Jerk: exploring the pervert in all of us

Director Gisèle Vienne says she doesn’t judge, but is convinced we are all perverts and at times have a weird fascination with the horrific nature of mankind.

Gisele VienneTake American serial killer Dean Corll as an example. Corll, along with his accomplices David Brooks and Wayne Henley, kidnapped, tortured, raped and murdered more than twenty, and as many as 42, teen boys in Texas in the mid-70s. According to Vienne, it is this strange obsession we have with people like Corll that she found so compelling and drove her to explore this obsession in Jerk based on the novel by Dennis Cooper.

“We are all perverts somehow,” says Vienne. “The media goes as far into the horrors of a story as they can because we have this weird fascination, but we take a sort of perverted pleasure in wanting to go even deeper into the horror.”

And it isn’t just what Vienne calls “extreme people” that have this fascination with this type of story. Vienne says it is within all of us and we just need to stop the moral judgment that surrounds this fascination.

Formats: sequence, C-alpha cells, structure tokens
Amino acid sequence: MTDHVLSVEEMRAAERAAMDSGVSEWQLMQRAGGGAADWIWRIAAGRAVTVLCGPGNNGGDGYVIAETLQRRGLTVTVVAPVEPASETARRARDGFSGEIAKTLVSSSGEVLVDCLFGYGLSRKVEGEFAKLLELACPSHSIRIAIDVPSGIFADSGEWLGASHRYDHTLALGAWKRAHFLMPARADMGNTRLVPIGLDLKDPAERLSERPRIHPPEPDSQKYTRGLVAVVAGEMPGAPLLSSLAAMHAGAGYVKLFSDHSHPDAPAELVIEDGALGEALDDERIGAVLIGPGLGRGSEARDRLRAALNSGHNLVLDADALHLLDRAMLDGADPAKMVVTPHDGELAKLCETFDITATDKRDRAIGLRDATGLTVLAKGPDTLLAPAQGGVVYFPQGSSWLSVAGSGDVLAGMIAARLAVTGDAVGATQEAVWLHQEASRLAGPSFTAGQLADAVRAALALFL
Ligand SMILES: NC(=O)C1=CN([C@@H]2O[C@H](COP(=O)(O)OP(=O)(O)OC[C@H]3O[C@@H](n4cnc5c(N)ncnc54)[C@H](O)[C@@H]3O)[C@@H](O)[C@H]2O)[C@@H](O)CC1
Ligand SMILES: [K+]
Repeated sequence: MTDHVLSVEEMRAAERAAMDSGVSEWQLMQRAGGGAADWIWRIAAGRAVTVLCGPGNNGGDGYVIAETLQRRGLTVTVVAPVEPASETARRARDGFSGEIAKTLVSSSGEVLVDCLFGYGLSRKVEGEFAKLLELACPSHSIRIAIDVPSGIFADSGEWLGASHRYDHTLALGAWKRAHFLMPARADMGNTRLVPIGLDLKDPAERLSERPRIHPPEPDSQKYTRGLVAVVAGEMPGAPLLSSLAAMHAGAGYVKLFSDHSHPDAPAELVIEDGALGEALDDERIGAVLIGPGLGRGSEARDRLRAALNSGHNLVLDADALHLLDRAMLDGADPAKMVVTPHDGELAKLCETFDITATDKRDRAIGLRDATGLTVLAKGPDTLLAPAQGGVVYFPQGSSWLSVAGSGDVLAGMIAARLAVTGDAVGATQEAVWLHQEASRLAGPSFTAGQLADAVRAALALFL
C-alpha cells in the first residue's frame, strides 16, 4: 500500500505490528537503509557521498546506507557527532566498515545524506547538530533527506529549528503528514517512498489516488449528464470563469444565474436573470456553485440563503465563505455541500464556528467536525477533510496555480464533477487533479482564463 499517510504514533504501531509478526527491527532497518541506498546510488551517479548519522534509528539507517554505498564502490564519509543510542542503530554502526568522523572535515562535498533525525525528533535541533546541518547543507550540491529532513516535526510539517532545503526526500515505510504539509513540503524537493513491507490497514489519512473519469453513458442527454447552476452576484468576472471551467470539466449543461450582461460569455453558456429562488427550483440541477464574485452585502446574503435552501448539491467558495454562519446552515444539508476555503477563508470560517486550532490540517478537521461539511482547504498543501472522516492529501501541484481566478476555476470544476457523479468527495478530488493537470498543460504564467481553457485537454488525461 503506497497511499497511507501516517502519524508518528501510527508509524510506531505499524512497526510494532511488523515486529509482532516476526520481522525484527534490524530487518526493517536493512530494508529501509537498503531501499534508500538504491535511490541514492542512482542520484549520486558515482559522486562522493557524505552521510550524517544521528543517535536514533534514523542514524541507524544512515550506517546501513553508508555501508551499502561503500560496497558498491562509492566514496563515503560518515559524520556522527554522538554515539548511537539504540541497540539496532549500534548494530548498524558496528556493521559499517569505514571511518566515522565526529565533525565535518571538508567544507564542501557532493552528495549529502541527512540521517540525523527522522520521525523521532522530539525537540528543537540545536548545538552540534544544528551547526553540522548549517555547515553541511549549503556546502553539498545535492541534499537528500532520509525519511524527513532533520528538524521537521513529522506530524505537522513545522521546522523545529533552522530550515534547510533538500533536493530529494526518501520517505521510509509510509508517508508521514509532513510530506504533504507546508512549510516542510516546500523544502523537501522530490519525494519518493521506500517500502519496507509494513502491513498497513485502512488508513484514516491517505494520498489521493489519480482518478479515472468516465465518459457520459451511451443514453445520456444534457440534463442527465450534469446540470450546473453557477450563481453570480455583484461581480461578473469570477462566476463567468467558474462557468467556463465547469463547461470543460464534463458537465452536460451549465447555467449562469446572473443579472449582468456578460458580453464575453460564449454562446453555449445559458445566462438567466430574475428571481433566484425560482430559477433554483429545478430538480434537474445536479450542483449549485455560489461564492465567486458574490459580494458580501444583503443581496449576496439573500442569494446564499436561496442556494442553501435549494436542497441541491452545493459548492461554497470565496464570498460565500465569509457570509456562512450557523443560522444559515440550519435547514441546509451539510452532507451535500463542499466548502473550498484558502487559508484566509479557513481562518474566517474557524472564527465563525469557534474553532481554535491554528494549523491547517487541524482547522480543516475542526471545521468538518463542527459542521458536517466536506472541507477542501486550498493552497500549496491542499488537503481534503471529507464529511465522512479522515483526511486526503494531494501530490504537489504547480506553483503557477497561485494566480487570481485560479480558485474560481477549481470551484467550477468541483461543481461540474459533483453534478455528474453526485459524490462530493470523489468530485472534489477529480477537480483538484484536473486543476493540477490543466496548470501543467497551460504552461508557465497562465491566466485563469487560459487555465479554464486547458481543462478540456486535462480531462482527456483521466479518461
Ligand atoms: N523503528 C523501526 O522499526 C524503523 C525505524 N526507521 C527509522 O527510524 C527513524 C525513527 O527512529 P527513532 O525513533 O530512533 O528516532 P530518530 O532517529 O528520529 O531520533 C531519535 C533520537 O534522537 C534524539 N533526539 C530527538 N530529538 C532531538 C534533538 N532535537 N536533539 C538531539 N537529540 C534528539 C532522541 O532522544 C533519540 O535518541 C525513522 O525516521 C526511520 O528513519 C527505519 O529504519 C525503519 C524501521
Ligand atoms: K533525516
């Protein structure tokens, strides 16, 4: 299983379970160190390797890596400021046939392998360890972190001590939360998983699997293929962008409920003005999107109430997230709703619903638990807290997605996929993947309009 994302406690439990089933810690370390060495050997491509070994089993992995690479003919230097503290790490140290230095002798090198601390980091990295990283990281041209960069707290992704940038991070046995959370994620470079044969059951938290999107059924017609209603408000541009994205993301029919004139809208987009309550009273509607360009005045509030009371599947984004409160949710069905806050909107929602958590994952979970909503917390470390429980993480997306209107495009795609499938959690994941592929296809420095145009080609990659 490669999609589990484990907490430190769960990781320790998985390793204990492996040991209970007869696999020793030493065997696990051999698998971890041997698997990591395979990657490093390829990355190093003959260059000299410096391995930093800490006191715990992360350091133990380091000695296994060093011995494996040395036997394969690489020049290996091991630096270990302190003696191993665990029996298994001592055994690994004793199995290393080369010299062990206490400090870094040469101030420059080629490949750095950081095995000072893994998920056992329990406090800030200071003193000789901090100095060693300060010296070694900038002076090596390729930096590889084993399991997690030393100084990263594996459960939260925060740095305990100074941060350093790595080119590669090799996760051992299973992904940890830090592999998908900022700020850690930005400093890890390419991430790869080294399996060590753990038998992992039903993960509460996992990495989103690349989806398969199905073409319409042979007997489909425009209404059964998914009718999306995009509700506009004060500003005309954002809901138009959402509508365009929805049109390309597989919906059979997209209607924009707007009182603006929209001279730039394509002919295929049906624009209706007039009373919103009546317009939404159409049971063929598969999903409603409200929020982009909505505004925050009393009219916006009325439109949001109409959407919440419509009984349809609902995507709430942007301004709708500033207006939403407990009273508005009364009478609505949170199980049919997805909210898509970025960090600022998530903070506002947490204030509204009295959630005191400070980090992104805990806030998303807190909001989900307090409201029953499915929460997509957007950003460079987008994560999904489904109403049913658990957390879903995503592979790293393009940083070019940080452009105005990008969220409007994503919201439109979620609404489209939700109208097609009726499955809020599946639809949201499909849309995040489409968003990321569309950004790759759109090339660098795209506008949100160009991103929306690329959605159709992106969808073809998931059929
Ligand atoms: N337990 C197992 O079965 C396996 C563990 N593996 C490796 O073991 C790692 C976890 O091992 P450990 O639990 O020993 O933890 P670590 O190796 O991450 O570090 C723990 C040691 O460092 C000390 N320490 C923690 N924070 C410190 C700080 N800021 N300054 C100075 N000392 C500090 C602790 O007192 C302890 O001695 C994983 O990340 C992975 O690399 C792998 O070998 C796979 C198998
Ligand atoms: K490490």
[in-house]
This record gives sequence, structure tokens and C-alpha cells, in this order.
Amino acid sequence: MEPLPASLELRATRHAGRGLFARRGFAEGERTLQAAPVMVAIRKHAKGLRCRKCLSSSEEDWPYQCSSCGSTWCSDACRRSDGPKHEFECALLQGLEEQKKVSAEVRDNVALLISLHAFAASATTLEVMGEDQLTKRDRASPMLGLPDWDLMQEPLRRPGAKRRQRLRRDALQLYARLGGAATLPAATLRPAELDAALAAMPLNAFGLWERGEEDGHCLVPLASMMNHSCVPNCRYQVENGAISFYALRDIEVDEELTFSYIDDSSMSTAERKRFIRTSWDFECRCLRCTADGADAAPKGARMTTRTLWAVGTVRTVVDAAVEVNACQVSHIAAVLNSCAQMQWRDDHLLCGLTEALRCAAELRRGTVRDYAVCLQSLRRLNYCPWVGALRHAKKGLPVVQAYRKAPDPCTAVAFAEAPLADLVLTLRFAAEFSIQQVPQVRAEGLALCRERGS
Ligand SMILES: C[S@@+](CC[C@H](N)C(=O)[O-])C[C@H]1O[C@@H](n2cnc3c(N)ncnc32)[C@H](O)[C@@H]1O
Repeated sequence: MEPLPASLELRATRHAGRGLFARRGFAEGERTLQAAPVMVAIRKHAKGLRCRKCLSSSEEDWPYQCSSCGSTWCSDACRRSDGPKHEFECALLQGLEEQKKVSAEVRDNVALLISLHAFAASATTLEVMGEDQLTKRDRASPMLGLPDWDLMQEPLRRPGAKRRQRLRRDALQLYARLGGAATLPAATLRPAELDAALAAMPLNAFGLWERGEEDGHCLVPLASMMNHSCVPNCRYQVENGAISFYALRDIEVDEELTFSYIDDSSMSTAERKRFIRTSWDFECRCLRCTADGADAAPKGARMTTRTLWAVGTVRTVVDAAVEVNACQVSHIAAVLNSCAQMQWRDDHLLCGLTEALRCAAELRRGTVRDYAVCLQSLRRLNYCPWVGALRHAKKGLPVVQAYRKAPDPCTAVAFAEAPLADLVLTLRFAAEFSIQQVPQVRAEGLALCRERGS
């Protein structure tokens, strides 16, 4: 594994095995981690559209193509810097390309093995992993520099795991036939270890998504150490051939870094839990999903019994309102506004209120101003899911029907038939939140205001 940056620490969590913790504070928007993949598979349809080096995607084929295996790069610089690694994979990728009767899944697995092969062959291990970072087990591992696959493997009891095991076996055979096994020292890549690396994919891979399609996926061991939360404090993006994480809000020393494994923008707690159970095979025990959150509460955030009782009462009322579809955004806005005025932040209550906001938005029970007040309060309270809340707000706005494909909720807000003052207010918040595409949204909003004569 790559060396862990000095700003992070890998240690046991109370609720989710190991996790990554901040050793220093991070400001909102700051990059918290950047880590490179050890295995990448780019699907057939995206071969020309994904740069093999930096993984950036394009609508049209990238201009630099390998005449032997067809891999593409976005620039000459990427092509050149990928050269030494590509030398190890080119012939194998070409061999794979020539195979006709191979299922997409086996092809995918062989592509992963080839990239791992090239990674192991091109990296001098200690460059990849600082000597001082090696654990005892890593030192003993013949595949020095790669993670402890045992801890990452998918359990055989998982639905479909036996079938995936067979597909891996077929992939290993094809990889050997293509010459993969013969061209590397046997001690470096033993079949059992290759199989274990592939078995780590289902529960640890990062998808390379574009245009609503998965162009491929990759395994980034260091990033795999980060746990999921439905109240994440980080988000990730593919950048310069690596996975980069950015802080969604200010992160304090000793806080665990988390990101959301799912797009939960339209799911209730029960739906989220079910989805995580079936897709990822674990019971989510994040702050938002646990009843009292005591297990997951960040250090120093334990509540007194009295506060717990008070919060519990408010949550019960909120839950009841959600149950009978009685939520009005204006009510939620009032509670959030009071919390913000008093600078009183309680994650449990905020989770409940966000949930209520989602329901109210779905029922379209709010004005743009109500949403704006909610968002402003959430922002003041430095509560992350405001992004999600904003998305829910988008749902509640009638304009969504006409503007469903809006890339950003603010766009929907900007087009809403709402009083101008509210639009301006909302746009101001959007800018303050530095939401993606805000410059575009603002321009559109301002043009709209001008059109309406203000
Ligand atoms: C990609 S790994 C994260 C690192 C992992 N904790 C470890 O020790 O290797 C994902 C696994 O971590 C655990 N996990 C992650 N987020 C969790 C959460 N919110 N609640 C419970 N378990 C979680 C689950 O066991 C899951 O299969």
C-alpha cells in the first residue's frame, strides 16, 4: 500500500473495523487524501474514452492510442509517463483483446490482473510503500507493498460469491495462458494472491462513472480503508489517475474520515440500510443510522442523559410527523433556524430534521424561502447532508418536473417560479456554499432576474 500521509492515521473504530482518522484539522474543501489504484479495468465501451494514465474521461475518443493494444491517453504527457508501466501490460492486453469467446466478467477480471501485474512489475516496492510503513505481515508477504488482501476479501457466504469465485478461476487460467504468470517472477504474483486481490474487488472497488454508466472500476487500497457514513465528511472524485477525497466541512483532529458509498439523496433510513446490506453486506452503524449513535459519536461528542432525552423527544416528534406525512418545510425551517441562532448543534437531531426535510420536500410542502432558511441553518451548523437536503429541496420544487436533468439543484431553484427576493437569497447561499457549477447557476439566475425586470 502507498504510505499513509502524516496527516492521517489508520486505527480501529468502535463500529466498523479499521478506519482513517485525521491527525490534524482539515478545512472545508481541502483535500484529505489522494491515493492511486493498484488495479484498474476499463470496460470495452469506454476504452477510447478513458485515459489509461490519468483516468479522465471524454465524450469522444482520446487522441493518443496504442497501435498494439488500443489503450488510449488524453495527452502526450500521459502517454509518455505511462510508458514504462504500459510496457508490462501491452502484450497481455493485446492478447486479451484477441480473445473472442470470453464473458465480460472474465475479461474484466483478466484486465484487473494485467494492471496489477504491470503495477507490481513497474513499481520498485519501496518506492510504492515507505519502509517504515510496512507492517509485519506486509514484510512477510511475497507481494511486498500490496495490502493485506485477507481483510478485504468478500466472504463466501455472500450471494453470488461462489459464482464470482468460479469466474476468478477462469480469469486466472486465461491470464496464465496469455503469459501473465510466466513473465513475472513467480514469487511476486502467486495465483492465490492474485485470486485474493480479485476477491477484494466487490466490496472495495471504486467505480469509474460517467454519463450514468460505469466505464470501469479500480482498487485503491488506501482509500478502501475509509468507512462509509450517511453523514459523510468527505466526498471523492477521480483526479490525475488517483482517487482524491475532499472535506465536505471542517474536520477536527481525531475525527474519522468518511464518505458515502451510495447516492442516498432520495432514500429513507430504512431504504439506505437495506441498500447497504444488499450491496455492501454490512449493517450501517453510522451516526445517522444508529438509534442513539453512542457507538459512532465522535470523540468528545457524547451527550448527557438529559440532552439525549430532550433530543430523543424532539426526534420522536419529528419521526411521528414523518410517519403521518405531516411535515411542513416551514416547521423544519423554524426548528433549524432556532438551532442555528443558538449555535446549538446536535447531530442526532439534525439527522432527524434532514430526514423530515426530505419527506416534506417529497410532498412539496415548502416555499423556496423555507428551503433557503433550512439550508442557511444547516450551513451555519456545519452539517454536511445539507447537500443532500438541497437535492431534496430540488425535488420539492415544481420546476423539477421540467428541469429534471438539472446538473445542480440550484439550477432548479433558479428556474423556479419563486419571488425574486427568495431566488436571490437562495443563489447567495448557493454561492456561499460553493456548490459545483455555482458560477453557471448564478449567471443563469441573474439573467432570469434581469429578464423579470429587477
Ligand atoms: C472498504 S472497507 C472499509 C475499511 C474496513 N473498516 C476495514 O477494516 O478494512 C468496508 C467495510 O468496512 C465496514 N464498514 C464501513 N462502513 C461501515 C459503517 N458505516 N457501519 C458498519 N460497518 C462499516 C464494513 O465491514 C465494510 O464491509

Described as an “imaginary reconstruction of the Corll murders”, this one-person play is told through the eyes of Corll’s accomplice David Brooks (played by actor Jonathan Capedevielle) who reenacts the Corll murders for a class of psychology students using puppets.

Why puppets? While it certainly helps that both Vienne and Capdevielle, are professionally trained puppeteers, Vienne says there is much more to it.

“Glove puppetry was created in the 18th century and was meant to be subversive,” said Vienne, “and this method of storytelling works well with the horrific and violent nature of the Jerk text.”

Vancouver’s annual PuSh Festival has never shied away from pushing the envelope of art and from all indications Jerk will be no exception.  And while Vienne claims she and her team never consciously set out to create a controversial piece or one which has such an emotional impact on an audience, she does see it as a necessary alternative to what she describes as “light fare”.

“Dark and heavy is not a negative and can be very pleasurable,” concluded Vienne. “Jerk deals with depth and darkness in a complex and intense way, but as a pleasurable experience.”

Jerk
2010 PuSh International Performing Arts Festival
January 18-24, 2010
Vivo Media Arts Centre

Visit http://pushfestival.ca for tickets and information.

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